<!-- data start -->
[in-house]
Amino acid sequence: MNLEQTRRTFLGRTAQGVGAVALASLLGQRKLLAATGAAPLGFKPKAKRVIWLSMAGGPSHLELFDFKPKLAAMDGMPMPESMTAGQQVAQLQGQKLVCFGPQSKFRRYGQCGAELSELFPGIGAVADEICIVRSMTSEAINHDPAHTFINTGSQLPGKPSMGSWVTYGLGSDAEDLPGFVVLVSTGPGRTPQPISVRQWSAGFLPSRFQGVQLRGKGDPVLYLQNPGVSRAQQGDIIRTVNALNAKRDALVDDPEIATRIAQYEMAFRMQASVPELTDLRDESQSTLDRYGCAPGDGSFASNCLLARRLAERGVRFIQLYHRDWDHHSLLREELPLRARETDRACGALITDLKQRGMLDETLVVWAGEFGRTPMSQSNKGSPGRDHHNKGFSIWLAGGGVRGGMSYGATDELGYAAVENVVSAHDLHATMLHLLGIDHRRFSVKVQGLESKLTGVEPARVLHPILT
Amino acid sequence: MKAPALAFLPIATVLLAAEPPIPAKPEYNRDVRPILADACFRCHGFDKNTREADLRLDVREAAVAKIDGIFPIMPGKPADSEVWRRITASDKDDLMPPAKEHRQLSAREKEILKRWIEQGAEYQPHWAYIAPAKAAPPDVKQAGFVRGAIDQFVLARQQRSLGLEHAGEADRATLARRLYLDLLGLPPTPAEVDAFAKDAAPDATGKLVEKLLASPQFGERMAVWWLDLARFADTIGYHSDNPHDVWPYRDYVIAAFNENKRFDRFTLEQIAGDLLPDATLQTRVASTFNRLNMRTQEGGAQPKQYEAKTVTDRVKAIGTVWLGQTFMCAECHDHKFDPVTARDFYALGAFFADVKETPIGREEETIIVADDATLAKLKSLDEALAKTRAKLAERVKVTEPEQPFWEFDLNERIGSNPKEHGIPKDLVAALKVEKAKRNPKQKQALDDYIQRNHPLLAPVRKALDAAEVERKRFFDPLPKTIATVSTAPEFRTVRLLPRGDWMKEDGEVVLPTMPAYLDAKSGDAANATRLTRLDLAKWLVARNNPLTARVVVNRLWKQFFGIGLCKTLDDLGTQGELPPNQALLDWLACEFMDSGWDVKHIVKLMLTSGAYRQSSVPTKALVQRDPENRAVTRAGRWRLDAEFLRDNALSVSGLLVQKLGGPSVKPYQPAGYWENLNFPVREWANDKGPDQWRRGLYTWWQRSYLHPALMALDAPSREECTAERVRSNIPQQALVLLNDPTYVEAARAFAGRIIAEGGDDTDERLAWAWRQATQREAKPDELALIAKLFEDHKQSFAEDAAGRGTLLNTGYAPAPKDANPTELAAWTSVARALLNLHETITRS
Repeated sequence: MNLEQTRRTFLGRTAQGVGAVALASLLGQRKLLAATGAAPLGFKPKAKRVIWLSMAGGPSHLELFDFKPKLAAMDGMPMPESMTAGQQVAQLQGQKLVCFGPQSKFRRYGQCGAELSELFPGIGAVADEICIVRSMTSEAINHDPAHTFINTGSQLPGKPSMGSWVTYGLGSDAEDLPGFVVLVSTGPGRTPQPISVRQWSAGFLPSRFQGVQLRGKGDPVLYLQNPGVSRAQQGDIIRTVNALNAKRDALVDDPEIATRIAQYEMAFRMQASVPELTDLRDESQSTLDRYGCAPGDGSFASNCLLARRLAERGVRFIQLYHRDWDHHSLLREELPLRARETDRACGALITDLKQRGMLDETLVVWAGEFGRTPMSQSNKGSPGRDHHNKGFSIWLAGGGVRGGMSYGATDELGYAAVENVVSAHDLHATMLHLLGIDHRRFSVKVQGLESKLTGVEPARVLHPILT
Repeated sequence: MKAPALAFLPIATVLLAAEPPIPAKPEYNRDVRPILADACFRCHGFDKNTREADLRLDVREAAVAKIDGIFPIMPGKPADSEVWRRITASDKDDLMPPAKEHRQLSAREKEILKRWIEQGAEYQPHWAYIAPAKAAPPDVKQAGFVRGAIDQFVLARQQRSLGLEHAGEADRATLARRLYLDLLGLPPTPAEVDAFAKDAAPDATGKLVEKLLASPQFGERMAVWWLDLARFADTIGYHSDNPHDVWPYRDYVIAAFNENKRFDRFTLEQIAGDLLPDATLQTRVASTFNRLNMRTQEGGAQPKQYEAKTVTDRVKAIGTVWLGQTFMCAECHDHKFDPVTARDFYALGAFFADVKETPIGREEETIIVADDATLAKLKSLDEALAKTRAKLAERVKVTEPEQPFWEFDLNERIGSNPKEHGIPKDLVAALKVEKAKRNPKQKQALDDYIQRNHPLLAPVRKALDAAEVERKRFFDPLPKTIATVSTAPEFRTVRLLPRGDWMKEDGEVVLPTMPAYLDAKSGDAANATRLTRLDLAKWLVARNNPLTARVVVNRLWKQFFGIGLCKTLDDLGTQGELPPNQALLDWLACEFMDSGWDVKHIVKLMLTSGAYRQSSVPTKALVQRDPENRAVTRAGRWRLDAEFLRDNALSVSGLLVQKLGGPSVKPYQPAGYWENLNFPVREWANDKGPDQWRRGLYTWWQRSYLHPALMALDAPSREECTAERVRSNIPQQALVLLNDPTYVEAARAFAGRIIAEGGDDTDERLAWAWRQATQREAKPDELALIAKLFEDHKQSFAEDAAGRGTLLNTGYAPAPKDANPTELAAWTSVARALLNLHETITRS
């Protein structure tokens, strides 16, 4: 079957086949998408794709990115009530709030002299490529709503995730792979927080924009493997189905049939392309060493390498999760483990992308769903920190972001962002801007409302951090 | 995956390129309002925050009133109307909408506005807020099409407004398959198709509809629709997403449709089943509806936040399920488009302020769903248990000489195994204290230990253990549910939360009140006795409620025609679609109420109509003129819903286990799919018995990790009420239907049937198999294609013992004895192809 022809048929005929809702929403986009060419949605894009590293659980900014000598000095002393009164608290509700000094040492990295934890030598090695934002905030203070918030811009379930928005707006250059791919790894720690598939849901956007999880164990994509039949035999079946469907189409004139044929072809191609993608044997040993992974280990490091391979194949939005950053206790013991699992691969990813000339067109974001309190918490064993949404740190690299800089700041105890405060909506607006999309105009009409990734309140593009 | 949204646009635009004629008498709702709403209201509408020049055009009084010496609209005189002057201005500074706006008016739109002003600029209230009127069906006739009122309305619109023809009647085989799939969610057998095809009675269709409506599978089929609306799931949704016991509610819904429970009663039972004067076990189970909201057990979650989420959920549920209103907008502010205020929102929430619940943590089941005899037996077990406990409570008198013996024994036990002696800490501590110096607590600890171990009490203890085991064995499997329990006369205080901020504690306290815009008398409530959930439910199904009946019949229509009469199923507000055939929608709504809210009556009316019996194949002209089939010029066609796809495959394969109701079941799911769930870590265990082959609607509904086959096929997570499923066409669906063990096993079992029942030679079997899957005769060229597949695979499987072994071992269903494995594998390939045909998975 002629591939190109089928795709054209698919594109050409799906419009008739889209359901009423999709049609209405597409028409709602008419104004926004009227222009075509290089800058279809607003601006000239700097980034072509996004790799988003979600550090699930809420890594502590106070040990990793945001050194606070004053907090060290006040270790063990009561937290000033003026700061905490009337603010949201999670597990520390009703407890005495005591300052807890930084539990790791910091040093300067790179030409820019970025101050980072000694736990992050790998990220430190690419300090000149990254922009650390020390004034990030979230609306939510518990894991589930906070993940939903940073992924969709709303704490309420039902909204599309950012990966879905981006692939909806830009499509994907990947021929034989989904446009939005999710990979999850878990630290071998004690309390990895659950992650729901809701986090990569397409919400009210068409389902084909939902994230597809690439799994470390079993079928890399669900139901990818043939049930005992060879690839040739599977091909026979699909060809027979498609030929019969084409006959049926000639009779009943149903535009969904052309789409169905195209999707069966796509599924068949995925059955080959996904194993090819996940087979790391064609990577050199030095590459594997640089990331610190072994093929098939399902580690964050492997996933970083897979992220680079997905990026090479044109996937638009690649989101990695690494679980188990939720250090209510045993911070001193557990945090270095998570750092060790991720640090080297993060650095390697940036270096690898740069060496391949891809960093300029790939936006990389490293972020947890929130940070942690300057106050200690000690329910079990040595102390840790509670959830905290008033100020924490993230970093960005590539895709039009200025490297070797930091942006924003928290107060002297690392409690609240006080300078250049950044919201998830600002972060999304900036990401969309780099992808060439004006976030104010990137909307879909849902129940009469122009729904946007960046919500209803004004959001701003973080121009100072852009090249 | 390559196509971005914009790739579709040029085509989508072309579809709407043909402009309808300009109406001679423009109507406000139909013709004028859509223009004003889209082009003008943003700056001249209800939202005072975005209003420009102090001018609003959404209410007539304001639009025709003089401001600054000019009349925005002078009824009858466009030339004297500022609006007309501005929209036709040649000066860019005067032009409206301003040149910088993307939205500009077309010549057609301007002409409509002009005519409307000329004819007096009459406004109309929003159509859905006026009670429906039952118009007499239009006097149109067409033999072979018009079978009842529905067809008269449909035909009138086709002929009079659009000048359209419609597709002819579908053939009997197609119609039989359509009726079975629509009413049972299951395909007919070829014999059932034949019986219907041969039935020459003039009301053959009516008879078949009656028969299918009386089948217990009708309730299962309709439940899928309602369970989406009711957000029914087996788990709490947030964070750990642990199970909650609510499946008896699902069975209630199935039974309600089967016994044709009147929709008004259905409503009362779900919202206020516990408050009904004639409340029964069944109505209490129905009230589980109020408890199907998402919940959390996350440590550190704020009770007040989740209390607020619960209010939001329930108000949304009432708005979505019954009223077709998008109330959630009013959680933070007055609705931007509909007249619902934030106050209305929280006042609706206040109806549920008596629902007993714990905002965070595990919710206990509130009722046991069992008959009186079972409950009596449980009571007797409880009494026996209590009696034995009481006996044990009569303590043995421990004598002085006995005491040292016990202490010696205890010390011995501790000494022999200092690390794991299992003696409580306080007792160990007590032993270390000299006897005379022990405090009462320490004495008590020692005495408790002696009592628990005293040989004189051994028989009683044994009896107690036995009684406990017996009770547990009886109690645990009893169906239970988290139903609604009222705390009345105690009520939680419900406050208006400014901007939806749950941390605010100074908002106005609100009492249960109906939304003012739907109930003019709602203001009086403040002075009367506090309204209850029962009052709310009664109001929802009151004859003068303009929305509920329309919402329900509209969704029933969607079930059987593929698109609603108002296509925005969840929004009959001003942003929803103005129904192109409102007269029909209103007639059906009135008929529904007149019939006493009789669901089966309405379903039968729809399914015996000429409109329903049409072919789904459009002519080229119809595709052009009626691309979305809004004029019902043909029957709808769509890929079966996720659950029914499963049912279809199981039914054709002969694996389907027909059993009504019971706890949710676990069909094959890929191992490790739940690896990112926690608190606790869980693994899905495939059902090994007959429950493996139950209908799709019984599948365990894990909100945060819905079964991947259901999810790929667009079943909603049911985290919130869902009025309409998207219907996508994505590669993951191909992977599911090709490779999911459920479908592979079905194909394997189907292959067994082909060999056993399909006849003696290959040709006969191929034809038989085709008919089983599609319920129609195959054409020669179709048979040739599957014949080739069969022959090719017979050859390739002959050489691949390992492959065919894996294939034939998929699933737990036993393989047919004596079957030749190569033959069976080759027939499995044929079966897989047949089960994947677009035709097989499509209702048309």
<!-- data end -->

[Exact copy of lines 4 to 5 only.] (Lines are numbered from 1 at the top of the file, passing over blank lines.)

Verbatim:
Repeated sequence: MNLEQTRRTFLGRTAQGVGAVALASLLGQRKLLAATGAAPLGFKPKAKRVIWLSMAGGPSHLELFDFKPKLAAMDGMPMPESMTAGQQVAQLQGQKLVCFGPQSKFRRYGQCGAELSELFPGIGAVADEICIVRSMTSEAINHDPAHTFINTGSQLPGKPSMGSWVTYGLGSDAEDLPGFVVLVSTGPGRTPQPISVRQWSAGFLPSRFQGVQLRGKGDPVLYLQNPGVSRAQQGDIIRTVNALNAKRDALVDDPEIATRIAQYEMAFRMQASVPELTDLRDESQSTLDRYGCAPGDGSFASNCLLARRLAERGVRFIQLYHRDWDHHSLLREELPLRARETDRACGALITDLKQRGMLDETLVVWAGEFGRTPMSQSNKGSPGRDHHNKGFSIWLAGGGVRGGMSYGATDELGYAAVENVVSAHDLHATMLHLLGIDHRRFSVKVQGLESKLTGVEPARVLHPILT
Repeated sequence: MKAPALAFLPIATVLLAAEPPIPAKPEYNRDVRPILADACFRCHGFDKNTREADLRLDVREAAVAKIDGIFPIMPGKPADSEVWRRITASDKDDLMPPAKEHRQLSAREKEILKRWIEQGAEYQPHWAYIAPAKAAPPDVKQAGFVRGAIDQFVLARQQRSLGLEHAGEADRATLARRLYLDLLGLPPTPAEVDAFAKDAAPDATGKLVEKLLASPQFGERMAVWWLDLARFADTIGYHSDNPHDVWPYRDYVIAAFNENKRFDRFTLEQIAGDLLPDATLQTRVASTFNRLNMRTQEGGAQPKQYEAKTVTDRVKAIGTVWLGQTFMCAECHDHKFDPVTARDFYALGAFFADVKETPIGREEETIIVADDATLAKLKSLDEALAKTRAKLAERVKVTEPEQPFWEFDLNERIGSNPKEHGIPKDLVAALKVEKAKRNPKQKQALDDYIQRNHPLLAPVRKALDAAEVERKRFFDPLPKTIATVSTAPEFRTVRLLPRGDWMKEDGEVVLPTMPAYLDAKSGDAANATRLTRLDLAKWLVARNNPLTARVVVNRLWKQFFGIGLCKTLDDLGTQGELPPNQALLDWLACEFMDSGWDVKHIVKLMLTSGAYRQSSVPTKALVQRDPENRAVTRAGRWRLDAEFLRDNALSVSGLLVQKLGGPSVKPYQPAGYWENLNFPVREWANDKGPDQWRRGLYTWWQRSYLHPALMALDAPSREECTAERVRSNIPQQALVLLNDPTYVEAARAFAGRIIAEGGDDTDERLAWAWRQATQREAKPDELALIAKLFEDHKQSFAEDAAGRGTLLNTGYAPAPKDANPTELAAWTSVARALLNLHETITRS